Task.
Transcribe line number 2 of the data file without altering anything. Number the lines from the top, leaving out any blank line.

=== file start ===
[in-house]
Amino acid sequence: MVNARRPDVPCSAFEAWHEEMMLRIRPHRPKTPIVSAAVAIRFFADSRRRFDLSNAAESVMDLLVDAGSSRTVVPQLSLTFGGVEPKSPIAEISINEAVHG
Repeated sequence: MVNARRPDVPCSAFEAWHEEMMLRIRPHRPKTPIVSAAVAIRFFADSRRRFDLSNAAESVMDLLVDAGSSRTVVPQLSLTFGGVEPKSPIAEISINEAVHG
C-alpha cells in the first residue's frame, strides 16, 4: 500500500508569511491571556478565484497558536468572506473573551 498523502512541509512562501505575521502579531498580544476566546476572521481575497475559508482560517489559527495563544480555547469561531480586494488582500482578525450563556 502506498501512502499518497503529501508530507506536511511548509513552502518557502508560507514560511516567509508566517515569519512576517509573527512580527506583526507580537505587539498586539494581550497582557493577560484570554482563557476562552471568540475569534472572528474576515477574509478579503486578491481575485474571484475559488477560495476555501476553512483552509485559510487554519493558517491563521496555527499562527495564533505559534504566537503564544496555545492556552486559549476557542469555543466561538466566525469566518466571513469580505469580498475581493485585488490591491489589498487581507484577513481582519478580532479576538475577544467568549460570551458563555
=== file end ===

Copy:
Amino acid sequence: MVNARRPDVPCSAFEAWHEEMMLRIRPHRPKTPIVSAAVAIRFFADSRRRFDLSNAAESVMDLLVDAGSSRTVVPQLSLTFGGVEPKSPIAEISINEAVHG